Tag: perspective

Sunday Serenity: More Unsolicited Advice To A Stranger


After recently encountering people who lacked a wider perspective than their own, I thought I’d bring this post from over a year ago ’round again, so to speak.  I hope you like it!

Earlier this past week I was in line at the grocery store.  I had but only a few items to buy, so I went into the line I thought would move the quickest. Haven’t we all done that? You know what I mean, I’m sure. You have your items in hand (or basket) and with the eye of an eagle you begin to scan the conveyor belts at each lineup.  If you are like me you will no doubt pick the slow boat most of the time.

Ah, there it was, beckoning me forward to speed through the line where but one mere soul was standing.  No sooner did I plop my cereal and Brillo Pads (scrubby pads for dishes!) onto the conveyor, I realized this line was going nowhere fast.  The lady in front of me was having a heck of a time with her payment, did she want delivery service, where was her artichoke dip, and the like.

She was an older adult, bless her.  I could see that she was a bit confused, and I felt for her, knowing that perhaps what to many might seemed like a routine event was monumental for this dear soul.

I waited patiently all the while aware of the stern gazes and ‘rude’ remarks being made by other customers behind me.  I heard one lady say aloud to no one in particular, “This is why my husband always asks me why it takes so long to go to the grocery store.” With her occasional, “Hhhhmmpph” noises to boot, my patience was wearing thin for her and the other ‘glaring’ people (including the cashier), not with the older lady.

I noticed the older lady left her purse on the conveyor belt.  “Excuse me”, I chimed.  “You’ve left your purse on the belt!” She hadn’t realized this, and was so appreciative that I handed it to her.” “Oh, you are my angel today”, was her reply.  She swooped in for a hug which I was only too glad to accept. I wished her a lovely day, and off she went.  For those in line (and the cashier) I stated the following:  “You know, it’s probably a good idea to have patience with those who might seem a bit confused or needing extra time.”  “I think they really would appreciate it.” And of course my comments were greeted with a round of nothing.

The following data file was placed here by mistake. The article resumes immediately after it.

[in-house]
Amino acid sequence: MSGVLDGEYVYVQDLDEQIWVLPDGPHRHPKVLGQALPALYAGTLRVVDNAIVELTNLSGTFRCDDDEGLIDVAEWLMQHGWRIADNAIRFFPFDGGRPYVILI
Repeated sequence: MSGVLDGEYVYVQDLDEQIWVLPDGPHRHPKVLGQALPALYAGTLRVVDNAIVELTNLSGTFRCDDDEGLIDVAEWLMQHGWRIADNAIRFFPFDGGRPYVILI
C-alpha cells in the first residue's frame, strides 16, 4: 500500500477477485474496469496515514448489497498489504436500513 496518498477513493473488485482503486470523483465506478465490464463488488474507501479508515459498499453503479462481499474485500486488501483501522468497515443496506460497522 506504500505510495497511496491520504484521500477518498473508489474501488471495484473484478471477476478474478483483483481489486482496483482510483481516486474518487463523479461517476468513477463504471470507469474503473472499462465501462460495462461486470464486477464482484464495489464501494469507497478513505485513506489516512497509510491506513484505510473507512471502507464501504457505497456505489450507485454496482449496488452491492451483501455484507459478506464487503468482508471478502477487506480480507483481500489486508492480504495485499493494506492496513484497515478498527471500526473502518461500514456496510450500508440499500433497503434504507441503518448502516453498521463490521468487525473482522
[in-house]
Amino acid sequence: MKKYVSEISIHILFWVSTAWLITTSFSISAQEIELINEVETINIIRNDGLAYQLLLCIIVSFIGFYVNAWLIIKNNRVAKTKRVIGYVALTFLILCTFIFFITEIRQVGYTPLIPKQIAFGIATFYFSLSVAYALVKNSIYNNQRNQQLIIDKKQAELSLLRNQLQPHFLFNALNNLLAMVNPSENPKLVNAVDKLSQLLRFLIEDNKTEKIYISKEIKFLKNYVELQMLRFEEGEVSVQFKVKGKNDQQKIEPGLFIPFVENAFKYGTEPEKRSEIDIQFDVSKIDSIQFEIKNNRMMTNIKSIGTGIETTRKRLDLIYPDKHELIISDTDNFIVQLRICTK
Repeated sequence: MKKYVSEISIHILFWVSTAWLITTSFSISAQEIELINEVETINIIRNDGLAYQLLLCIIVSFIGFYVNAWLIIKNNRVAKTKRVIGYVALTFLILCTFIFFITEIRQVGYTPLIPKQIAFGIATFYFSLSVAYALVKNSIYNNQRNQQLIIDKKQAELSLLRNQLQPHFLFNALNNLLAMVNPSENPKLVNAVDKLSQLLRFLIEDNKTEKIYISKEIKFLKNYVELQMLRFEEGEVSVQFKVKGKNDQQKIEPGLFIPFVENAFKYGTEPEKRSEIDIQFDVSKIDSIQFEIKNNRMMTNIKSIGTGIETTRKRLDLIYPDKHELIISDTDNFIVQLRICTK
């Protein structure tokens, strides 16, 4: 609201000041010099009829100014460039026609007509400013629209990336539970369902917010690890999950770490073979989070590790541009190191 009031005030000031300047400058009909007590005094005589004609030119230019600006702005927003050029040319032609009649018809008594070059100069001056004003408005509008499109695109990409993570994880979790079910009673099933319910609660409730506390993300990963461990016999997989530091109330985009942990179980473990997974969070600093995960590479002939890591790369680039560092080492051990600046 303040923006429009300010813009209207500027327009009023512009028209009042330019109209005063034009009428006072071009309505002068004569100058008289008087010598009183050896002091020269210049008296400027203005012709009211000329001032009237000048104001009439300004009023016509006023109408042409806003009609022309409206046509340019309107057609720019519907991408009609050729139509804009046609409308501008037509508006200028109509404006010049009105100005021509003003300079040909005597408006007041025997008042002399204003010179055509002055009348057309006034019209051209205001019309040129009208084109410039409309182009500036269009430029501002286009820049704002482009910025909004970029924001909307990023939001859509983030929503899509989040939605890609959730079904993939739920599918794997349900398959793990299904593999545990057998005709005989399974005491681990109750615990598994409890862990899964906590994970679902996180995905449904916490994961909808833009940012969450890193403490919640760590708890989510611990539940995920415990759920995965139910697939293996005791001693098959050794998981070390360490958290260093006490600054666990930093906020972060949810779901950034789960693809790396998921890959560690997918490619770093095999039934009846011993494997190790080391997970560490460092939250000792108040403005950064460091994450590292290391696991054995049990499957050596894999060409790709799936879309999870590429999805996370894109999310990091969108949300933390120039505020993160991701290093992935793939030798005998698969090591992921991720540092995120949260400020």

A few months ago I wrote a post called, ” My Unsolicited Advice To A Stranger “.  Well, I’m doing it again in this post addressed to these customers and the cashier.  So here it goes:

  1. They say that patience is a virtue.  Please consider being a virtuous person and have patience when waiting for an older adult to complete their grocery transaction.
  2. How about some empathy for an older adult.  You are all younger than this woman.  You do not see the daily struggles she may endure simply having to decide if she feels up to traipsing to the grocery store for some milk and waffles.  The empathy can reveal itself in your kindness realizing that you too someday may be in the exact same situation.  Oh how you would relish others treating you with kindness and empathy.
  3. Offering to help another in this situation might be the only kind thing that has happened to them all day (or all week, for that matter).  Imagine how you would feel not having a single kind word said to you for an entire week and then encountering unsympathetic people when all you are trying to do is buy something to eat that day.
  4. Watch your body language and glares.  This woman did absolutely nothing wrong to warrant your mean-spirited looks and eye-rolling.  The last time I checked, it wasn’t illegal to take but a few extra minutes to find your coupon.
  5. Be careful of the energy you put out into the world.  There is nothing good about filling up the universe with your negative attitudes towards others, especially those who need our support more than anything.

I noticed the dear older lady was going to use the delivery service offered by the grocery store, but once hearing the cost instead decided to take her groceries with her.  A store clerk helped her walk down the street with her purchases (I was walking behind them so I saw her frail, unsteady gait as I felt my eyes welling up with empathy).

I hope that dear lady knows that not everyone is without patience and understanding.  I think it’s a good reminder for us all (and yours truly no doubt) to take that little breather when we find ourselves frustrated by ‘seemingly’ outputting situations.  Your understanding might just be the best and most appreciated thing for not only the other person, but for you as well.  Think about how good it feels to truly help others.  A humbling thought.


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